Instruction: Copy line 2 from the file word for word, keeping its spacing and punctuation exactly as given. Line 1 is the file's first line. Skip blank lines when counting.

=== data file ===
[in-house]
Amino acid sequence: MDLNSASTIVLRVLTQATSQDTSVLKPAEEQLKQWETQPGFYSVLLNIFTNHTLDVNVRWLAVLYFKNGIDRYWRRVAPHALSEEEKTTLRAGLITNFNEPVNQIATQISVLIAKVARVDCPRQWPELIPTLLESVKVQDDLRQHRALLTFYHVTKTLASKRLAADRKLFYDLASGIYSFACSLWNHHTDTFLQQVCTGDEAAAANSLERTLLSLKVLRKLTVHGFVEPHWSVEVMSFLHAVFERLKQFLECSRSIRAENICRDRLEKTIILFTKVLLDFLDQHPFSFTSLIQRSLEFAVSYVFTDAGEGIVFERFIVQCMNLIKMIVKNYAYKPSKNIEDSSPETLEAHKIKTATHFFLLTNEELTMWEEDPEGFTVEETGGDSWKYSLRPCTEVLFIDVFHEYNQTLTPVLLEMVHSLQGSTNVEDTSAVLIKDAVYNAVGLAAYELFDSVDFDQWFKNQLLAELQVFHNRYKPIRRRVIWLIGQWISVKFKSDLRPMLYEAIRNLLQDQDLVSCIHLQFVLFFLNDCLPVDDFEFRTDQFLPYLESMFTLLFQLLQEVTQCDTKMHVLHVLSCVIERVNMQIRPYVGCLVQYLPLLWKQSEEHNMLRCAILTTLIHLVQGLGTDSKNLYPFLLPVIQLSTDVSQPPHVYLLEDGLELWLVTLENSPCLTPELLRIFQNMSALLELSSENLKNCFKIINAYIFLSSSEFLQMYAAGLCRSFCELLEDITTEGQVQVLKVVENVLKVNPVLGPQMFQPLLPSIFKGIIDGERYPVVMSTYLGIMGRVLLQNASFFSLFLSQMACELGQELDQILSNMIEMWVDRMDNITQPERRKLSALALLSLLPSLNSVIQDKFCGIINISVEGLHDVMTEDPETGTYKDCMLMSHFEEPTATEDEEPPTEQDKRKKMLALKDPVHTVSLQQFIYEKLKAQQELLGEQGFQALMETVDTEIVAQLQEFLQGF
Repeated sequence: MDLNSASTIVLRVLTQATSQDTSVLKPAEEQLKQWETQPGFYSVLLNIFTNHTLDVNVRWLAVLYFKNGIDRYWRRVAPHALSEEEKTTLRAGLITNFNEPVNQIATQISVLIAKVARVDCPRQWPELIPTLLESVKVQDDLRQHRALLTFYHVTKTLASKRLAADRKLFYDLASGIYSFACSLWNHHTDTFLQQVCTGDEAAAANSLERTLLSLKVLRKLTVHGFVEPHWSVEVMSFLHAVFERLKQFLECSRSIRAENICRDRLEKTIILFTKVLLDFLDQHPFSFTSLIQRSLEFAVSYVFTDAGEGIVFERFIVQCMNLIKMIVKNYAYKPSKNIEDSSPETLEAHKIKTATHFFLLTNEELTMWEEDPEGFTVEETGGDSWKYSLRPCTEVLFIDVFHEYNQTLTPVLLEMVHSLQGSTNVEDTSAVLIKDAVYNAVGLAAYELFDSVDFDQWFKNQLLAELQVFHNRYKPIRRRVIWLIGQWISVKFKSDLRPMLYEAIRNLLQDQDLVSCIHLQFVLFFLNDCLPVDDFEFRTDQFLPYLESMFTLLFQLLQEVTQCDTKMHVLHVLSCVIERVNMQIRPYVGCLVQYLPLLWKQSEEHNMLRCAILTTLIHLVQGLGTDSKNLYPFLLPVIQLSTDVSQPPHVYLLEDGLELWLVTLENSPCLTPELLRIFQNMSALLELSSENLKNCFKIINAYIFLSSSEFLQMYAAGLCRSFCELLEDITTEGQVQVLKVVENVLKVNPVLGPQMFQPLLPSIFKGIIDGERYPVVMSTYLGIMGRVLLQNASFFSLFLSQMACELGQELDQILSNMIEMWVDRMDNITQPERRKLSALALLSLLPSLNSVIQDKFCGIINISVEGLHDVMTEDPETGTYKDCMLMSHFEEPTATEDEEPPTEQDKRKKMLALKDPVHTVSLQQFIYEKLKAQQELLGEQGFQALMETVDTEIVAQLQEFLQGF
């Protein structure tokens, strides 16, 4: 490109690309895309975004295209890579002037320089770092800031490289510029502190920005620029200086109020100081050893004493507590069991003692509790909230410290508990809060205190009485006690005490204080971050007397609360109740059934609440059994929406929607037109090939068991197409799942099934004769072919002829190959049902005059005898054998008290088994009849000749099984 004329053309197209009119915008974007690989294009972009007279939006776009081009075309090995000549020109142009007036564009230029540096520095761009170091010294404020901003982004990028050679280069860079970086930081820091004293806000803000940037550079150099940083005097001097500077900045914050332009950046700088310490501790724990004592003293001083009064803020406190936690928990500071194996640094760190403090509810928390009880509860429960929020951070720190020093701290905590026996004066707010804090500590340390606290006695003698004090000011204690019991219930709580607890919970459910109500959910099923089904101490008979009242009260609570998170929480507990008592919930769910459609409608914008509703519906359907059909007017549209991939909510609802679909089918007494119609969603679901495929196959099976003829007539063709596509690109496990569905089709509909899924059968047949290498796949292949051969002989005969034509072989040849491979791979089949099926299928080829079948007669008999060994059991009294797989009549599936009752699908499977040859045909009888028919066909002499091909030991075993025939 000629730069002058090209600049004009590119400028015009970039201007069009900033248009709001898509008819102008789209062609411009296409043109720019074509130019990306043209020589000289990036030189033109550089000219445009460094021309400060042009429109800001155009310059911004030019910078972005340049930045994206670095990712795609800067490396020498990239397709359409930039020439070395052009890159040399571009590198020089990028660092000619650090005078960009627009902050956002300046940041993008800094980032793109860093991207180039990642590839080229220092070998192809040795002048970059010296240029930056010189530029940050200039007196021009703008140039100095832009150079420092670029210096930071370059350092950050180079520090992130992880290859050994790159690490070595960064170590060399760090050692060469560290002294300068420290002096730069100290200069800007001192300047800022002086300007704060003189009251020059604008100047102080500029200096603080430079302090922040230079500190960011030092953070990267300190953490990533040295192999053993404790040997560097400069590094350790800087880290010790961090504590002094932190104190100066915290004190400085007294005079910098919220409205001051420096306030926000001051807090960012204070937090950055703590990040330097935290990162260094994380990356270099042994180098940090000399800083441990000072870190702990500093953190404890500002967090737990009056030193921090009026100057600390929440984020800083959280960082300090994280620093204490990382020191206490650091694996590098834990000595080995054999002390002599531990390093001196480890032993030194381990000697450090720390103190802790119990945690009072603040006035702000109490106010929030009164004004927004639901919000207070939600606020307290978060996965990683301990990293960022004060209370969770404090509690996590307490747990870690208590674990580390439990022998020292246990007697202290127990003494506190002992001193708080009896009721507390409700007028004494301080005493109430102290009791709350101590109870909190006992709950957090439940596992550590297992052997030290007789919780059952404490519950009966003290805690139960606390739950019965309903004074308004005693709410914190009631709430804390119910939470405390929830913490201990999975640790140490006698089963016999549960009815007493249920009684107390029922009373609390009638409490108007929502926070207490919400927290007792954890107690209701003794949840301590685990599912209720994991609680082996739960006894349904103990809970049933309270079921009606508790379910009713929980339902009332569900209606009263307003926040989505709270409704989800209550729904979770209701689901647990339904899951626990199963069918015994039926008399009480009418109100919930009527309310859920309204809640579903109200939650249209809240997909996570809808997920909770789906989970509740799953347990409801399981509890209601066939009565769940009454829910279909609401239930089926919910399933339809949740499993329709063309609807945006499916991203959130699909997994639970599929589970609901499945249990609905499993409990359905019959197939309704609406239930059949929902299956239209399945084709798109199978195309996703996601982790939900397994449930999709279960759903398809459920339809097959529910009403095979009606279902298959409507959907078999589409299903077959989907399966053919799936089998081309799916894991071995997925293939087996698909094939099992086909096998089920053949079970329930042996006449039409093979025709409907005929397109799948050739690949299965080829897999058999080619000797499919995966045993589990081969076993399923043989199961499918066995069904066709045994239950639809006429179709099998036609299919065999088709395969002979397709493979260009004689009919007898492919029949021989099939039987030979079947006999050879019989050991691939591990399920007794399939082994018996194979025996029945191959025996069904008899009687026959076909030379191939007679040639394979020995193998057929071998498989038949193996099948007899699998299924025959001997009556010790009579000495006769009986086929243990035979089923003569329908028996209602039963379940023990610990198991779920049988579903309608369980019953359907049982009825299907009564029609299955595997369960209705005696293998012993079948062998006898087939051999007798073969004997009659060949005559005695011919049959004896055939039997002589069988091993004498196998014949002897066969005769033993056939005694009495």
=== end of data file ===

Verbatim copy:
Amino acid sequence: MDLNSASTIVLRVLTQATSQDTSVLKPAEEQLKQWETQPGFYSVLLNIFTNHTLDVNVRWLAVLYFKNGIDRYWRRVAPHALSEEEKTTLRAGLITNFNEPVNQIATQISVLIAKVARVDCPRQWPELIPTLLESVKVQDDLRQHRALLTFYHVTKTLASKRLAADRKLFYDLASGIYSFACSLWNHHTDTFLQQVCTGDEAAAANSLERTLLSLKVLRKLTVHGFVEPHWSVEVMSFLHAVFERLKQFLECSRSIRAENICRDRLEKTIILFTKVLLDFLDQHPFSFTSLIQRSLEFAVSYVFTDAGEGIVFERFIVQCMNLIKMIVKNYAYKPSKNIEDSSPETLEAHKIKTATHFFLLTNEELTMWEEDPEGFTVEETGGDSWKYSLRPCTEVLFIDVFHEYNQTLTPVLLEMVHSLQGSTNVEDTSAVLIKDAVYNAVGLAAYELFDSVDFDQWFKNQLLAELQVFHNRYKPIRRRVIWLIGQWISVKFKSDLRPMLYEAIRNLLQDQDLVSCIHLQFVLFFLNDCLPVDDFEFRTDQFLPYLESMFTLLFQLLQEVTQCDTKMHVLHVLSCVIERVNMQIRPYVGCLVQYLPLLWKQSEEHNMLRCAILTTLIHLVQGLGTDSKNLYPFLLPVIQLSTDVSQPPHVYLLEDGLELWLVTLENSPCLTPELLRIFQNMSALLELSSENLKNCFKIINAYIFLSSSEFLQMYAAGLCRSFCELLEDITTEGQVQVLKVVENVLKVNPVLGPQMFQPLLPSIFKGIIDGERYPVVMSTYLGIMGRVLLQNASFFSLFLSQMACELGQELDQILSNMIEMWVDRMDNITQPERRKLSALALLSLLPSLNSVIQDKFCGIINISVEGLHDVMTEDPETGTYKDCMLMSHFEEPTATEDEEPPTEQDKRKKMLALKDPVHTVSLQQFIYEKLKAQQELLGEQGFQALMETVDTEIVAQLQEFLQGF